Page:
Posted on

Pharmacists Have Been Lured Into A Pot Of Water That Has Gradually Increased In Temperature Over The Years, Writes Fintan Moore.

I obviously haven’t tried this myself, but supposedly if you pick up a frog and drop it into a pot of boiling water, it will immediately jump out to save itself. However, if you take the frog and put it into a pot of cold water that you place over a gentle heat and slowly raise the temperature, the frog will stay where it is, ultimately boiling to death and possibly ending up with its legs in a Parisian sandwich. So what’s the relevance to pharmacy of this nugget of information about amphibicide? In fairness, I may be stretching things a little, even by my standards, but it’s undeniable that for anybody working in community pharmacy over the last 10 or more years we have seen a gradual increase in the ‘heat’ of the workplace. The gradual addition of more and more bureaucratic, operational and regulatory requirements has added to the stress of the job, but we’ve adapted our perception along the way to see our situation as ‘normal’, despite the thermometer being at 100 degrees. 

When you take them and drop them into the steaming cauldron of a dispensary, their first reaction is to correctly sense the insanity for what it really is

By contrast, consider a new pharmacy graduate who has just gone from the spawning ground in his or her first year of a School of Pharmacy, through the tadpole stages of undergraduate years, until finally becoming a fully-formed pharmacist hopping out into world of work. When you take them and drop them into the steaming cauldron of a dispensary, their first reaction is to correctly sense the insanity for what it really is. For pharmacists like myself who have adapted over the last decade to the incremental increase in workload, try imagining that all of these extra changes had been introduced in one fell swoop. Let’s say that back in 2010, we opened the mail one morning to be instructed that in addition to everything we already did, starting immediately, we were also to do the following: 

Get patient signatures on all DPS and LTI forms; monitor dispensing of diabetic strips to a set quota; check phased dispensing approvals; check ONS approvals; do a prescribed amount of annual CPD; handle all Motilium sales personally; apply for emergency LTI registration, ditto emergency DPS registration; handle consultations for morning-after contraception; deal with an ever-increasing number of ULMs; order all High-Tech products via a separate inefficient ordering process, and check in stock as it arrived; complete an annual Pharmacy Assessment folder; deal with more frequent calls from hospitals for patient medication histories; and maintain fridge and dispensary temperature logs. And of course — scan the bloody barcodes to keep some clueless Eurocrats happy. 

So it’s absolutely no wonder whatsoever that a lot of new graduates land into this with a fresh pair of eyes, take a look at the madness, and decide to jump out to find a different career option, either in some other area of pharmacy, or something different entirely. There can obviously be other reasons for graduate unhappiness, such as inadequate breaks, lack of support staff, etc. Those problems have always existed (and should be addressed), but the effects are now felt more acutely than in the past due to the temperature of the pot. Turning down the cooker will be the tricky bit.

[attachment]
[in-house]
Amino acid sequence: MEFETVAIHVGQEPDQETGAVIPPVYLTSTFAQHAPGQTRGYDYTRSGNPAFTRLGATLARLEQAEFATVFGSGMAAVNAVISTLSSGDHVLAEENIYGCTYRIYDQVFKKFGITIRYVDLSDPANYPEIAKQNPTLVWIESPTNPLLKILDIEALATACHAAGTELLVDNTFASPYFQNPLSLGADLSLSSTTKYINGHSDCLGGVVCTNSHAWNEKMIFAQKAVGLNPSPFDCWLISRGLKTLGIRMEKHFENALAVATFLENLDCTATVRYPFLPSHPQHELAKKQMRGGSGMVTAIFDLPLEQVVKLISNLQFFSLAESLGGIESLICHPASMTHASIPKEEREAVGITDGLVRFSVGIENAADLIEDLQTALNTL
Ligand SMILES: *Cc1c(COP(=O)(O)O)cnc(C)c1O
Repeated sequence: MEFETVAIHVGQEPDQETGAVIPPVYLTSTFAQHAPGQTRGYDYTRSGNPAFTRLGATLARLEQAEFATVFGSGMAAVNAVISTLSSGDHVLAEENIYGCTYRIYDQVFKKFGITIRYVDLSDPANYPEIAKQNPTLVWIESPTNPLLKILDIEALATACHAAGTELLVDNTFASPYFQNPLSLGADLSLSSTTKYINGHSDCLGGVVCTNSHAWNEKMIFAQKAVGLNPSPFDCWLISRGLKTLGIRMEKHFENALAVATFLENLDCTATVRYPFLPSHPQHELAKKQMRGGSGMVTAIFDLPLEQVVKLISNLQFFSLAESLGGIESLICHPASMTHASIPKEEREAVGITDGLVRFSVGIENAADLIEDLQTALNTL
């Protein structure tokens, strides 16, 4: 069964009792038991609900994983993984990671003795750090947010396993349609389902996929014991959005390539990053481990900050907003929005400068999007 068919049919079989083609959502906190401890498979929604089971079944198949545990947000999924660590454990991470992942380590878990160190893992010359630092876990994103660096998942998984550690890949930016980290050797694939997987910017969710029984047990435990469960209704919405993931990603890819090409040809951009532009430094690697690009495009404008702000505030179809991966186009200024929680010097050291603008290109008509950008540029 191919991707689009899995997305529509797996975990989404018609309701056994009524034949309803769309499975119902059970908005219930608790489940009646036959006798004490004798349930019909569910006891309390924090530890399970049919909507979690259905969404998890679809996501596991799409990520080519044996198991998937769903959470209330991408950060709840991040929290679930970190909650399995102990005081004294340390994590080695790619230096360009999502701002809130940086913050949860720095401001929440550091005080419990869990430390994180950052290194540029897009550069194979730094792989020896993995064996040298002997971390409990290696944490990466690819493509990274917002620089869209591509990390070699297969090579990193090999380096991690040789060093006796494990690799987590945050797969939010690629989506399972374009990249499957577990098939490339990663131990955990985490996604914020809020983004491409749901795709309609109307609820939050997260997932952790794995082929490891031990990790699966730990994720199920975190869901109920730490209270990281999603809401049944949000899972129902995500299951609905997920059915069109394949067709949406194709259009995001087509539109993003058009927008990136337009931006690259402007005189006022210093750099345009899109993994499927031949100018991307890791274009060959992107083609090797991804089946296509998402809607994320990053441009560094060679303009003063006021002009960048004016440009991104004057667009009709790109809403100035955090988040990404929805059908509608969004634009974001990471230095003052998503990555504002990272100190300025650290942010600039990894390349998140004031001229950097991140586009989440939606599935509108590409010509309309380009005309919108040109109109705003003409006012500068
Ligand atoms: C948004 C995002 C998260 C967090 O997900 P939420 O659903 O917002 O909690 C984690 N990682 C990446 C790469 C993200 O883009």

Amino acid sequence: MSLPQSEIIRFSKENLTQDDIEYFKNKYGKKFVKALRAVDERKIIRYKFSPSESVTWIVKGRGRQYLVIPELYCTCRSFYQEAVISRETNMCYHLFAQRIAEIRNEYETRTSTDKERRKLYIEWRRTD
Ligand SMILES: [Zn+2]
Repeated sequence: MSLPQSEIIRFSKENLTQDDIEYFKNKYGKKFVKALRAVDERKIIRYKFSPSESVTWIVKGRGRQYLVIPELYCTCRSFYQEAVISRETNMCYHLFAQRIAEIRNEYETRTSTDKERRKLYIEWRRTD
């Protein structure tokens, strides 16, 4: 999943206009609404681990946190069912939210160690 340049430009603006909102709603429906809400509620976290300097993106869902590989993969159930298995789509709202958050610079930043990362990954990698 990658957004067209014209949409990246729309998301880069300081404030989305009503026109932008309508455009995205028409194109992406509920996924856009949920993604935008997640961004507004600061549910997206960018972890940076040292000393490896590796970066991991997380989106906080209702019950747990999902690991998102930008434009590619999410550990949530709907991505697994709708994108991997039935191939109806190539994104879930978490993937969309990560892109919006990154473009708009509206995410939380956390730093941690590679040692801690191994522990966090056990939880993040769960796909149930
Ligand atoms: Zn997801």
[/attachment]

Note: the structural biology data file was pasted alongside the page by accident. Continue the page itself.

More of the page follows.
Sometimes, we make decisions that are carefully evaluated based on all available information and everything works out well. It’s always a possibility that some ‘unknown unknowns’ will scupper the best of predictions, but on the other hand, there are times that the dice rolls in your favour. 

For instance, I had solar panels installed on the roof of my pharmacy premises just over a year ago. It’s a flat roof and well-exposed, apart from a few trees blocking low sun in the evening, so the installation was fairly straightforward. I got lucky with one feature of my electricity meter, which is that it’s the old-style meter with a wheel that goes around. Interestingly, that wheel can also go backwards! So on a bright sunny day that’s maximising the efficiency of the panels, the meter reading actually starts to go down, even when the pharmacy is operating, unless the air-conditioning is running. In the last six months, the meter has gone in reverse often enough that my electricity cost has been zero, apart from the standing charge. I had reckoned that the payback time on the cost of installation would be about eight years, but the hike in the price of electricity will see that time frame reduced. If anybody has a suitable premises, then panels are definitely worth considering. 


The big move to electric cars is underway, and in theory it’s a ‘good thing’. I took the plunge a year ago and bought an EV as a company car, which has worked out well. It’s excellent for short trips, and I can charge it easily at home on a cheaper night-rate for the electricity, which sorts the majority of my trips. 

However, there are significant issues to be aware of regarding longer journeys of 200km or more where a charge is needed en route. The most immediate one is that the charging infrastructure is appalling. The number of chargers on motorways is too low, so often no charger is free. This issue is compounded by the fact that EV’s are less efficient at speeds over 100kmph, so your charge drops like snow melting on a ditch. And the cost per kilowatt at the charging stations has continued to rise to the point that the cost per kilometre of an EV is actually higher in some cases than using a petrol engine. 

I doubt that this is likely to improve, so if you’re planning on a lot of long-distance driving, then I reckon you should get the biggest-range battery that you can. That’s my tuppence-worth of kwph!